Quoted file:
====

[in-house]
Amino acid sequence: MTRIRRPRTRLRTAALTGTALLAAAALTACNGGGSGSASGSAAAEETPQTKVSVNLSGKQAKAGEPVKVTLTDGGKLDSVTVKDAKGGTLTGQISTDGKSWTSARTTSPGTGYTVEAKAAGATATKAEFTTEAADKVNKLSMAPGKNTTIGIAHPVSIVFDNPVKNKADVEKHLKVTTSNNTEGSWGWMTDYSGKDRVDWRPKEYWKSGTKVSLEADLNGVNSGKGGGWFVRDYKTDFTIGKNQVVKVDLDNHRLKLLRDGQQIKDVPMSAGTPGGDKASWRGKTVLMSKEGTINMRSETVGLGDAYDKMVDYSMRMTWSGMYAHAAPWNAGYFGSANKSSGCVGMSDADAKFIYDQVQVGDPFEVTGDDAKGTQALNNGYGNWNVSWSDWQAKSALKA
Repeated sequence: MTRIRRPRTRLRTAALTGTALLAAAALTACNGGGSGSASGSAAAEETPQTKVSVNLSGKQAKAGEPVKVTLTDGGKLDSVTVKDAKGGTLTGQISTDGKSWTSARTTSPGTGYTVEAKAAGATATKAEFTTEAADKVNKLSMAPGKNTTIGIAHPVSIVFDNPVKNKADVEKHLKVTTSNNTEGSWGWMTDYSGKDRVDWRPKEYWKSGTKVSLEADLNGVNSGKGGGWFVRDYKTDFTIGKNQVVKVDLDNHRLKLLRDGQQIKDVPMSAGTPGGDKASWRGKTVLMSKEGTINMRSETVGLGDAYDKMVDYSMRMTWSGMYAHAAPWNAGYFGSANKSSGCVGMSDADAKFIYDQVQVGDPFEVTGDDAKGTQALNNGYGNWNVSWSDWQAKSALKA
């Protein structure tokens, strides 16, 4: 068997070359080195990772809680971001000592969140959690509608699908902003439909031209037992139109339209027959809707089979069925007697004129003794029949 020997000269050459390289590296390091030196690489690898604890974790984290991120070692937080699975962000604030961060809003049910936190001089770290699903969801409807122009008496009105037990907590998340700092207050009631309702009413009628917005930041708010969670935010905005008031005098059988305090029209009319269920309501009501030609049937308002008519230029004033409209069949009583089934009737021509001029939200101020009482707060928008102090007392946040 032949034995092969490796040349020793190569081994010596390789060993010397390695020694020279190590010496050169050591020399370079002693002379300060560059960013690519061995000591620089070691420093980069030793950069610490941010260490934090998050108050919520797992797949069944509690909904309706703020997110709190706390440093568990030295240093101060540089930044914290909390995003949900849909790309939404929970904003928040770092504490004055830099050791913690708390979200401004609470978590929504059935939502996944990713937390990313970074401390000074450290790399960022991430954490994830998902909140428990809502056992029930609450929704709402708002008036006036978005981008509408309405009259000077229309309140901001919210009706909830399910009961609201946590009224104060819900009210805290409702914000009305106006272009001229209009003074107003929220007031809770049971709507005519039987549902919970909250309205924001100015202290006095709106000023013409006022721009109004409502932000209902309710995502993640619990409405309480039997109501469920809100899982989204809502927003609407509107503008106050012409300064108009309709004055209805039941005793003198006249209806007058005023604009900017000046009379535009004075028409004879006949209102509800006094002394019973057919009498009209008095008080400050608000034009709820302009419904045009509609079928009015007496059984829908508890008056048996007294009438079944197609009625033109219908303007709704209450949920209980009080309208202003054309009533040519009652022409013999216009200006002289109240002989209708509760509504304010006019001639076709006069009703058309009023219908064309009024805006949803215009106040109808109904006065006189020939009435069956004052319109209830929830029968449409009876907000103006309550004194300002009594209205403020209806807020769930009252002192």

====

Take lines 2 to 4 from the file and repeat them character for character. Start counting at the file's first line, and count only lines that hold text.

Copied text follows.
Amino acid sequence: MTRIRRPRTRLRTAALTGTALLAAAALTACNGGGSGSASGSAAAEETPQTKVSVNLSGKQAKAGEPVKVTLTDGGKLDSVTVKDAKGGTLTGQISTDGKSWTSARTTSPGTGYTVEAKAAGATATKAEFTTEAADKVNKLSMAPGKNTTIGIAHPVSIVFDNPVKNKADVEKHLKVTTSNNTEGSWGWMTDYSGKDRVDWRPKEYWKSGTKVSLEADLNGVNSGKGGGWFVRDYKTDFTIGKNQVVKVDLDNHRLKLLRDGQQIKDVPMSAGTPGGDKASWRGKTVLMSKEGTINMRSETVGLGDAYDKMVDYSMRMTWSGMYAHAAPWNAGYFGSANKSSGCVGMSDADAKFIYDQVQVGDPFEVTGDDAKGTQALNNGYGNWNVSWSDWQAKSALKA
Repeated sequence: MTRIRRPRTRLRTAALTGTALLAAAALTACNGGGSGSASGSAAAEETPQTKVSVNLSGKQAKAGEPVKVTLTDGGKLDSVTVKDAKGGTLTGQISTDGKSWTSARTTSPGTGYTVEAKAAGATATKAEFTTEAADKVNKLSMAPGKNTTIGIAHPVSIVFDNPVKNKADVEKHLKVTTSNNTEGSWGWMTDYSGKDRVDWRPKEYWKSGTKVSLEADLNGVNSGKGGGWFVRDYKTDFTIGKNQVVKVDLDNHRLKLLRDGQQIKDVPMSAGTPGGDKASWRGKTVLMSKEGTINMRSETVGLGDAYDKMVDYSMRMTWSGMYAHAAPWNAGYFGSANKSSGCVGMSDADAKFIYDQVQVGDPFEVTGDDAKGTQALNNGYGNWNVSWSDWQAKSALKA
């Protein structure tokens, strides 16, 4: 068997070359080195990772809680971001000592969140959690509608699908902003439909031209037992139109339209027959809707089979069925007697004129003794029949 020997000269050459390289590296390091030196690489690898604890974790984290991120070692937080699975962000604030961060809003049910936190001089770290699903969801409807122009008496009105037990907590998340700092207050009631309702009413009628917005930041708010969670935010905005008031005098059988305090029209009319269920309501009501030609049937308002008519230029004033409209069949009583089934009737021509001029939200101020009482707060928008102090007392946040 032949034995092969490796040349020793190569081994010596390789060993010397390695020694020279190590010496050169050591020399370079002693002379300060560059960013690519061995000591620089070691420093980069030793950069610490941010260490934090998050108050919520797992797949069944509690909904309706703020997110709190706390440093568990030295240093101060540089930044914290909390995003949900849909790309939404929970904003928040770092504490004055830099050791913690708390979200401004609470978590929504059935939502996944990713937390990313970074401390000074450290790399960022991430954490994830998902909140428990809502056992029930609450929704709402708002008036006036978005981008509408309405009259000077229309309140901001919210009706909830399910009961609201946590009224104060819900009210805290409702914000009305106006272009001229209009003074107003929220007031809770049971709507005519039987549902919970909250309205924001100015202290006095709106000023013409006022721009109004409502932000209902309710995502993640619990409405309480039997109501469920809100899982989204809502927003609407509107503008106050012409300064108009309709004055209805039941005793003198006249209806007058005023604009900017000046009379535009004075028409004879006949209102509800006094002394019973057919009498009209008095008080400050608000034009709820302009419904045009509609079928009015007496059984829908508890008056048996007294009438079944197609009625033109219908303007709704209450949920209980009080309208202003054309009533040519009652022409013999216009200006002289109240002989209708509760509504304010006019001639076709006069009703058309009023219908064309009024805006949803215009106040109808109904006065006189020939009435069956004052319109209830929830029968449409009876907000103006309550004194300002009594209205403020209806807020769930009252002192």